Fifth Grade Metal Repousse

 

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Fifth Grade created these mixed media projects using metal tooling foil and metallic markers on black paper for the mat.  Students had to use components of composition and good design in the planning stages.  Metal repousse and chasing  is a metalworking technique in which the metal is  shaped by using tools from the top and reverse side to create a design in low relief. The students were encouraged to create a lot of texture in their piece.

metal

Picasso’s Three Musicians (minus two)

Picasso

By Wylie Mc Bride

Inspired by Picasso’s Three Musicians, First graders created collages using construction paper scraps and some hand painted papers.  Students focused on shapes and creating a face with free form shapes.  They loved making a music stand and drawing the music on it too.

Students chose a variety of musical instruments.  We had guitars, flutes, horns and many other instruments.

Cool Days, Warm Hands

mitten

Kindergarten has been working on using pattern in an artwork and learning warm and cool colors.  The result?  Warm colored mittens covered in a zentangle-ish pattern and backgrounds painted in cool colors, using plastic wrap to create an icy texture.

Enjoy these paintings by Hallie and Zach.

mitten1

mitten2

Fly, Soar, Flutter, Squirm, Zoom…

Gallery

This gallery contains 5 photos.

    Second Grade Flying Insect Collages, with verbs….except for the kiddos who didn’t make a flying insect…except for the few who chose a preposition or adjective.  Haha!😂 The focus in class was on using lots of recycled materials around … Continue reading

Summer Fun: Liquid Sidewalk Chalk

Try this fun recipe from Smashed Peas and Carrots:

http://smashedpeasandcarrots.blogspot.com/2009/09/liquid-sidewalk-chalk.html

Liquid Sidewalk Chalk
1 cup water
1 cup cornstarch
food coloring (any colors you desire!!)
Mix the water and cornstarch together until combined. I then separate the mixture into cupcake tins or those smaller plastic cups you find in the paper products aisle of Target or Wal-Mart. Then, get our your food coloring and add a few drops to each tin or cup and mix well. As a side note, for all of you that only have the basic red, yellow, and blue on hand, you can mix ’em up for some more color choices:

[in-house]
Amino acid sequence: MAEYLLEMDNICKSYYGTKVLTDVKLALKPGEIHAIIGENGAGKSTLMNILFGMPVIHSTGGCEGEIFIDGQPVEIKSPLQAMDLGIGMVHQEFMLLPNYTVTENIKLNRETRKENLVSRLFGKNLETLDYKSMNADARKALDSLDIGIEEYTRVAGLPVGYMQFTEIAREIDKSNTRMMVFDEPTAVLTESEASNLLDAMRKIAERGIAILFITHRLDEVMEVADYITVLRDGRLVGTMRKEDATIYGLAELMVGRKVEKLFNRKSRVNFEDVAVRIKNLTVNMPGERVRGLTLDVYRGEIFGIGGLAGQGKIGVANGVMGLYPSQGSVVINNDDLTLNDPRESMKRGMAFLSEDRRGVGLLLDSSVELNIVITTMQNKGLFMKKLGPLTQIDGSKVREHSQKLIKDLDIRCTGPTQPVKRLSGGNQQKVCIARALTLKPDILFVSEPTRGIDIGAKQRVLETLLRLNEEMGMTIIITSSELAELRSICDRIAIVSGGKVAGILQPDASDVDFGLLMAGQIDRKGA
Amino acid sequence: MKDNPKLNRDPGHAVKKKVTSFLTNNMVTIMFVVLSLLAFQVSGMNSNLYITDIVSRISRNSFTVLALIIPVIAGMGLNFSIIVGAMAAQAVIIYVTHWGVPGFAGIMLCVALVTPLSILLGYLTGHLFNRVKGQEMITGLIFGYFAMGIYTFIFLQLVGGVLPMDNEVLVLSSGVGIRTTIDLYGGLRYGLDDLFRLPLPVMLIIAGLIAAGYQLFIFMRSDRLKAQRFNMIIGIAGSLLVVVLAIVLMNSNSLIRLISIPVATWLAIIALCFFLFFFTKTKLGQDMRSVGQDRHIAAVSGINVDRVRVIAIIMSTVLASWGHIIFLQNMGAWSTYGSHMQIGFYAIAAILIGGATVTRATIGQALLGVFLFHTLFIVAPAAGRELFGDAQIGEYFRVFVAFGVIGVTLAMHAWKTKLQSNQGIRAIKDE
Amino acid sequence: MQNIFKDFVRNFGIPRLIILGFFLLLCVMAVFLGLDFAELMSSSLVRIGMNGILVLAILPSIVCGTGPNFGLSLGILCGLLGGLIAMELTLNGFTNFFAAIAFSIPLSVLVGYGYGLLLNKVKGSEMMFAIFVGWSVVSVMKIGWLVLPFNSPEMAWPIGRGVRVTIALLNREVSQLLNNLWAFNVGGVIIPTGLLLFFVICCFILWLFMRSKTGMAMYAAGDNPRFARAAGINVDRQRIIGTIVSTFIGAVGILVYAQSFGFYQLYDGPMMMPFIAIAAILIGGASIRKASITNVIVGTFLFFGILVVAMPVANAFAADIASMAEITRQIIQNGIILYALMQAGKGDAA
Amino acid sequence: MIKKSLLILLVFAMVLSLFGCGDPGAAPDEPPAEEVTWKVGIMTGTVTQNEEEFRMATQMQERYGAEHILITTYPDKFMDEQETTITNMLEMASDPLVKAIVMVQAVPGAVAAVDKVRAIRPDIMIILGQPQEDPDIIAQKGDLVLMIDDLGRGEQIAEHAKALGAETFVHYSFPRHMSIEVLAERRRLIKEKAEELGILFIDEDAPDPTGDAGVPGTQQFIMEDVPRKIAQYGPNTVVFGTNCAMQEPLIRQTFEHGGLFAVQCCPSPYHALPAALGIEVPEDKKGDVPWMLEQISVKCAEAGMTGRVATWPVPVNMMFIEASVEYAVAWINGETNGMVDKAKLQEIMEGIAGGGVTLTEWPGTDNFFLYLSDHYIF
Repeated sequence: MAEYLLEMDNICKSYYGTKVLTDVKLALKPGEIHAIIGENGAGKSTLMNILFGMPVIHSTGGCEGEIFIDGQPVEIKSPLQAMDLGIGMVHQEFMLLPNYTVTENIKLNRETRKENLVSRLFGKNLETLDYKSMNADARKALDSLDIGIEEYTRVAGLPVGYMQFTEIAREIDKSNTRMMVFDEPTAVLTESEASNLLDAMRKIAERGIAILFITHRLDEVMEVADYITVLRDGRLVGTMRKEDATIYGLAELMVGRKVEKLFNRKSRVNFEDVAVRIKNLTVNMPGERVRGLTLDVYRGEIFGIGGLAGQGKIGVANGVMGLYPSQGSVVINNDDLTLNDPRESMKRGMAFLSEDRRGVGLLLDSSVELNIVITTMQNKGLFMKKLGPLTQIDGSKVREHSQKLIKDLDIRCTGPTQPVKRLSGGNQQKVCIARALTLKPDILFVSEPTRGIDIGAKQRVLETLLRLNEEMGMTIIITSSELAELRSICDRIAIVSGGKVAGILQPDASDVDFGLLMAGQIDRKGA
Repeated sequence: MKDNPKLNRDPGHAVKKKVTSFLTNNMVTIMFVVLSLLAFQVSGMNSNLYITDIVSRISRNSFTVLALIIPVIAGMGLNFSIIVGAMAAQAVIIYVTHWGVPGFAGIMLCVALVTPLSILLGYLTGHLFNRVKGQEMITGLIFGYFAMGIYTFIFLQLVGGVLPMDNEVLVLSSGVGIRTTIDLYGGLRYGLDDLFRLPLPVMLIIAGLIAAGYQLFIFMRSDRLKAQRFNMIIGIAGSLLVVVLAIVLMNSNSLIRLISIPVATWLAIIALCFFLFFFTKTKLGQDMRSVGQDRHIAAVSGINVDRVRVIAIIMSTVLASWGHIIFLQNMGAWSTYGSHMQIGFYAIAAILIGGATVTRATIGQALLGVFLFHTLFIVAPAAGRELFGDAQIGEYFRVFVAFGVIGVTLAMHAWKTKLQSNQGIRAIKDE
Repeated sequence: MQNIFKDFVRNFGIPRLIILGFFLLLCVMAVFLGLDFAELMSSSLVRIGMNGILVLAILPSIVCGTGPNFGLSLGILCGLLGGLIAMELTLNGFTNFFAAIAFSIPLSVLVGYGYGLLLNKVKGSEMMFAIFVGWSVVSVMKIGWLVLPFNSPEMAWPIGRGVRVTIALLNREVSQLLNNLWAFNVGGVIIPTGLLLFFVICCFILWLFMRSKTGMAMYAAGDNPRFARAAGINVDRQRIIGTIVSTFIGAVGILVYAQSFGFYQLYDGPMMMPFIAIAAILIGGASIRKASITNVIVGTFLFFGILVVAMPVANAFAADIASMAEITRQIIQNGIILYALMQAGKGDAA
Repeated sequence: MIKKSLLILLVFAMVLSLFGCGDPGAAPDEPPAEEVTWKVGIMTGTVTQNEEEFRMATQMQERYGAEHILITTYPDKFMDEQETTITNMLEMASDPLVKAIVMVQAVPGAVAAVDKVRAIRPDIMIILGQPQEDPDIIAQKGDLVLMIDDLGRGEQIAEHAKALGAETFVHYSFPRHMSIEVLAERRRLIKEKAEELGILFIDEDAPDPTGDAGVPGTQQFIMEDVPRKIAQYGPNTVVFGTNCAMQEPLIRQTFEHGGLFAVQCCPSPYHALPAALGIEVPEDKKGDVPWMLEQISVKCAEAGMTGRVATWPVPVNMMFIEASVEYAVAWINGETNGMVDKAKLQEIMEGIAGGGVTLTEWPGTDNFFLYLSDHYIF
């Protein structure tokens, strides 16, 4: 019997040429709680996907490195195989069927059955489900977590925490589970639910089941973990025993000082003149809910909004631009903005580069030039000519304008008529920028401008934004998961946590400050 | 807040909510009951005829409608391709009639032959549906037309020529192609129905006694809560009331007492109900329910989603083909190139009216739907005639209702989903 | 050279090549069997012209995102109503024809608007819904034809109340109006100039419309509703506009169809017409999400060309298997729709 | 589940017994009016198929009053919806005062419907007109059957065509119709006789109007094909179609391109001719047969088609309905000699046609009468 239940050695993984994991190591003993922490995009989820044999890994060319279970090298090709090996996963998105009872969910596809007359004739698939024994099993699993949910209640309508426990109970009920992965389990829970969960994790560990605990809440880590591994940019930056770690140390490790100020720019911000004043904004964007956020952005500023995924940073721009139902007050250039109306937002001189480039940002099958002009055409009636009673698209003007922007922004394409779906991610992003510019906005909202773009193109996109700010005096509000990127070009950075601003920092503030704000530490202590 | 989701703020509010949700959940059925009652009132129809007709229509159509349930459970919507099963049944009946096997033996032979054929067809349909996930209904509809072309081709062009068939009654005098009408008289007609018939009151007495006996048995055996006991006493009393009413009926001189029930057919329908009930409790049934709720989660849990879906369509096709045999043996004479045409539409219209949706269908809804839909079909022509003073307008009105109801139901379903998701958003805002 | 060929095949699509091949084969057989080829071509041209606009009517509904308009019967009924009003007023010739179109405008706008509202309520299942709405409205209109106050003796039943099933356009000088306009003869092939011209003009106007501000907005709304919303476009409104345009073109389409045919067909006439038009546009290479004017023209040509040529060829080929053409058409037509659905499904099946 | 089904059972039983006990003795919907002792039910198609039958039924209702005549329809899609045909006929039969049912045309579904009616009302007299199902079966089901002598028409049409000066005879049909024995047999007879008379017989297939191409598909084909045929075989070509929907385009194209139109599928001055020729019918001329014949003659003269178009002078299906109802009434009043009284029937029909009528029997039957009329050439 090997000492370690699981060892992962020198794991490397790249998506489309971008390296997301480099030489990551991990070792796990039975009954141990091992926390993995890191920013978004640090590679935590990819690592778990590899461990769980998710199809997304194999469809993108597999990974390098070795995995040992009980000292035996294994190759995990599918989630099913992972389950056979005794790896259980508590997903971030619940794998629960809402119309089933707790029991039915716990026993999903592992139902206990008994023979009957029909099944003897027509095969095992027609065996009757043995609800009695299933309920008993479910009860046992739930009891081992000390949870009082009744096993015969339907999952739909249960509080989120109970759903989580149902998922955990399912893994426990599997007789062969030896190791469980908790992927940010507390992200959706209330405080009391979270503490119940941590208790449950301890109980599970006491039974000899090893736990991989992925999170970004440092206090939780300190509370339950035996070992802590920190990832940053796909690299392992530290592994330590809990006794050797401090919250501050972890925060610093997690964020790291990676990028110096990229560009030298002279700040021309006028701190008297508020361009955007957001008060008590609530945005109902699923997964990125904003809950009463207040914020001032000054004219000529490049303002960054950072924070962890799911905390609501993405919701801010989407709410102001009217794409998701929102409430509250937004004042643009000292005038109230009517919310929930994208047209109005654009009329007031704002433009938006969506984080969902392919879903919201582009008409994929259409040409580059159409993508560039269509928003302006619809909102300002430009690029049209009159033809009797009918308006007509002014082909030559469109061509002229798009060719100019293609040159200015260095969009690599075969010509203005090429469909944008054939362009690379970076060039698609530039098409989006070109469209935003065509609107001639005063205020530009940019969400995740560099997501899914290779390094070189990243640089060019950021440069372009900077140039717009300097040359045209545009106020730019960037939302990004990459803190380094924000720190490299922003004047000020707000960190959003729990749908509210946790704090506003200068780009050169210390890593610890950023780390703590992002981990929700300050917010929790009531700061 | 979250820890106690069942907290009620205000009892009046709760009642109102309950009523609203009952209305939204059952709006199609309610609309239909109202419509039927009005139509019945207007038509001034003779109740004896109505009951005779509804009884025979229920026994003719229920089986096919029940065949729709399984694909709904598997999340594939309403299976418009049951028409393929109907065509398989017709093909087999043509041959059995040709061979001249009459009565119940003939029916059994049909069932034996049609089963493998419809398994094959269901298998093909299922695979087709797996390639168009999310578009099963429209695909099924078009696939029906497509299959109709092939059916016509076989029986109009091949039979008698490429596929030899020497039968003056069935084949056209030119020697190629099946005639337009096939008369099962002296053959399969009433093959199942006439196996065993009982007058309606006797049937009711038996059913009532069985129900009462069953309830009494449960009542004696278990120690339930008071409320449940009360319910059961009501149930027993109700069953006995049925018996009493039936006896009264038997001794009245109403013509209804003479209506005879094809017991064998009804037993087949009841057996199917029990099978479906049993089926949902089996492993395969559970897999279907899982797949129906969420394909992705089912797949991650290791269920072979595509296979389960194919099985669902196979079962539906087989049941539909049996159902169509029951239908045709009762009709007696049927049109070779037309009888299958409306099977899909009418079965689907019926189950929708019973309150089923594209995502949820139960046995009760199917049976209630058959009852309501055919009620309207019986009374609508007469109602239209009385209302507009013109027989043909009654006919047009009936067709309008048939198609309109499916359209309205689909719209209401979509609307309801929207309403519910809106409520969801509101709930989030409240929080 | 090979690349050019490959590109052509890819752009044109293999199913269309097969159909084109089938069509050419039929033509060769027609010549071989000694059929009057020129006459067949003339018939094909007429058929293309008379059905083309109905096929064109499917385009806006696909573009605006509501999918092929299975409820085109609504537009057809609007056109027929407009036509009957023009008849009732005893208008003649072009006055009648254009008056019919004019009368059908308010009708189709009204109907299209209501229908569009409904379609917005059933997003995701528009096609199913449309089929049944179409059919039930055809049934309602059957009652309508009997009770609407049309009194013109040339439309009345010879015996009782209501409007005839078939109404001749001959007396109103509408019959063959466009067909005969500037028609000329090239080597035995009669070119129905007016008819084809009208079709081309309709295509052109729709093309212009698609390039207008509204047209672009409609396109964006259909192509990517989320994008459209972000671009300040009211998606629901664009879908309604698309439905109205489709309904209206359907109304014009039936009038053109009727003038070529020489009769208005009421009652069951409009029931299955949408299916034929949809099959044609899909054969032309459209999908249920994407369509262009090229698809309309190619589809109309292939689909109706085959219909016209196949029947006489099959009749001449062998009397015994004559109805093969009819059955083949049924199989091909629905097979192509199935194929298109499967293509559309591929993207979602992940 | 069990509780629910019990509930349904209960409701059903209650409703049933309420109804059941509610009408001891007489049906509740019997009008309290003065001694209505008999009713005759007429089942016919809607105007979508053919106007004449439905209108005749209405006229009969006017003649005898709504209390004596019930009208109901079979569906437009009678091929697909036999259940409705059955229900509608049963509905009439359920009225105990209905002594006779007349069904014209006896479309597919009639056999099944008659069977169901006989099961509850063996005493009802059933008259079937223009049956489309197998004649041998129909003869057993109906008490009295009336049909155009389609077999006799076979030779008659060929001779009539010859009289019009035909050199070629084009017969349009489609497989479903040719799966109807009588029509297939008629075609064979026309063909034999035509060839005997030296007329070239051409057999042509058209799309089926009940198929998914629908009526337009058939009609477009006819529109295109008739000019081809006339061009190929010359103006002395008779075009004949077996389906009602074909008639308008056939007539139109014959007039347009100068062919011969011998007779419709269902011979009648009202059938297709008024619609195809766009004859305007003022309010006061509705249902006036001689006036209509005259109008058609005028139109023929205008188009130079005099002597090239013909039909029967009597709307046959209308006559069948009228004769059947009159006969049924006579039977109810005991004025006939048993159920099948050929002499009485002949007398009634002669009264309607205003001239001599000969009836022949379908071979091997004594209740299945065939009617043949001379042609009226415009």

yellow + red = orange
red + blue = purple
blue + yellow = green
****and don’t forget just the basic white you already made!****

CD Weavings

 

Just a quick photo of our fourth grade weavings.  I had been given (and kept!) many old CD’s.  This was the perfect lesson for them.  I used a lesson based on one from sallgood’s Make It… a Wonderful Life blog.  She has a wonderful tutorial.  Here is our version.

Students who finished early learned to sew beads onto the weaving to give it more textural interest.

Enjoy these weavings from Mila, Zoe and my demo.

Guest Post by Emma Smith Puffinpalooza!

Guest Post by Emma Smith, 4th grade artist from Wilder Elementary

“This is a puffin I painted.  You might ask “why did she decide to paint a puffin?”  Well, I thought not many people make art of puffins or penguins.  Sometimes it’s hard to tell the difference between a penguin and a puffin.  A puffin has a big orange beak and the body is shaped differently.  My puffin is from the artic and she does not have a family.

I liked making this art piece because I did it on my own and I used different techniques with the watercolor like salt and rubbing alcohol.

This is one of my most favorites!  I hope you like my painting.”

Guest Post by Grace Benedict “Sunset Landscape”

This is a guest post by a fifth grade student here at WIlder, Grace Benedict.  Here is what she has to say about her artwork:

“My artwork is about the beautiful sunset glowing over the hills.  There is a long swirly trail and tall trees in my piece.  I like making this art work because it was a fun experience.  Before, I thought my picture would be pretty simple but now I think that artwork can be original and spontaneous.”

As a fifth grader, I am a leader, a gymnast, and best of all – an artist!”

Carousel Creations

 

 

 

 

 

 

 

 

 

Fourth grade students designed, painted and created carousel animals (or in some cases, reptiles, dinosaurs, birds or fish).  We looked at folk art as our  inspiration, studying hand carved examples.  Particular deatil was paid to adding a fancy saddle.  Sometimes it was difficult to find a way for a particular animal to wear a saddle, like a hammerhead shark, but students used their creative problem solving brains to figure it out!  In addition to painting and cutting out, students embellished thier carousel animals with metallic paints and sequins and rhinestones.

Enjoy Maggie’s giraffe and Tyler’s Chicken.